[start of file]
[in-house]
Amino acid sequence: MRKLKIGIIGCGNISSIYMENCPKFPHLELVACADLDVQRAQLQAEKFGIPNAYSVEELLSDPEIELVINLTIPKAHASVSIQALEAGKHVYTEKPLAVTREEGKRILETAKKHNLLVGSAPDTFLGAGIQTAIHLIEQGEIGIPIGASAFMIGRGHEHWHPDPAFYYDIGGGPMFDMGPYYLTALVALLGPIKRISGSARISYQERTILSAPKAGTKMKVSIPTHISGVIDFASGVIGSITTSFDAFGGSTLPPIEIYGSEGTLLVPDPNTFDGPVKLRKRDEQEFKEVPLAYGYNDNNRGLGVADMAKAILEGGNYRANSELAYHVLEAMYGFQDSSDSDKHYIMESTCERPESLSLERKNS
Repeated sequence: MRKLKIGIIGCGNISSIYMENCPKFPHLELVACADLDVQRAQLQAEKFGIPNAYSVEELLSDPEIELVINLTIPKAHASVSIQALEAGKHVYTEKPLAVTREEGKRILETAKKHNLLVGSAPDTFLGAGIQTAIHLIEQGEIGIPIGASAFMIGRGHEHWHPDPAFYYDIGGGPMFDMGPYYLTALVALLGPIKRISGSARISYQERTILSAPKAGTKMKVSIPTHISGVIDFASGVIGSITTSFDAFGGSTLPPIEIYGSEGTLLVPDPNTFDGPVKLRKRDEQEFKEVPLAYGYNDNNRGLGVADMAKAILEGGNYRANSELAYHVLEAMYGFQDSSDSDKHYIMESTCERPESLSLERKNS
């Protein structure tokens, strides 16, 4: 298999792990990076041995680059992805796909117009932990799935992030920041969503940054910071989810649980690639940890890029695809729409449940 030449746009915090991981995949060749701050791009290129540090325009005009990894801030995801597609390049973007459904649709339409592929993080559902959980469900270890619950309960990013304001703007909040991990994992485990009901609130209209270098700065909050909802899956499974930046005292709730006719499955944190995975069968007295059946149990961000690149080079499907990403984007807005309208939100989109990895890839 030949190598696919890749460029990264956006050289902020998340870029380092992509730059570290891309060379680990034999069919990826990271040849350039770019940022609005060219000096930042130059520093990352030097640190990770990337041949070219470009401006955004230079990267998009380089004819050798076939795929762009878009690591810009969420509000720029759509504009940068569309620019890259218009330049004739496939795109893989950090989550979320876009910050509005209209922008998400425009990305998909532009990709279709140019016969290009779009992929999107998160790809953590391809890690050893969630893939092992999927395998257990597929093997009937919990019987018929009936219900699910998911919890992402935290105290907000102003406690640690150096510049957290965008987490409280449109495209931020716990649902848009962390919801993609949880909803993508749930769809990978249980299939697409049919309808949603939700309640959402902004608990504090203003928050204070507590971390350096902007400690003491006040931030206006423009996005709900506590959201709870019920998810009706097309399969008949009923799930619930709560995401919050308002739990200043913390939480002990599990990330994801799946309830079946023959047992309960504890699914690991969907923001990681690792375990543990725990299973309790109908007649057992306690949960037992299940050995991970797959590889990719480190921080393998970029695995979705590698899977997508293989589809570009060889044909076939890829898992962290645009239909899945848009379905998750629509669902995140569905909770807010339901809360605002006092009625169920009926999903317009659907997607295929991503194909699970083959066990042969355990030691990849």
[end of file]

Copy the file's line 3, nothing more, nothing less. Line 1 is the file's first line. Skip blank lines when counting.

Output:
Repeated sequence: MRKLKIGIIGCGNISSIYMENCPKFPHLELVACADLDVQRAQLQAEKFGIPNAYSVEELLSDPEIELVINLTIPKAHASVSIQALEAGKHVYTEKPLAVTREEGKRILETAKKHNLLVGSAPDTFLGAGIQTAIHLIEQGEIGIPIGASAFMIGRGHEHWHPDPAFYYDIGGGPMFDMGPYYLTALVALLGPIKRISGSARISYQERTILSAPKAGTKMKVSIPTHISGVIDFASGVIGSITTSFDAFGGSTLPPIEIYGSEGTLLVPDPNTFDGPVKLRKRDEQEFKEVPLAYGYNDNNRGLGVADMAKAILEGGNYRANSELAYHVLEAMYGFQDSSDSDKHYIMESTCERPESLSLERKNS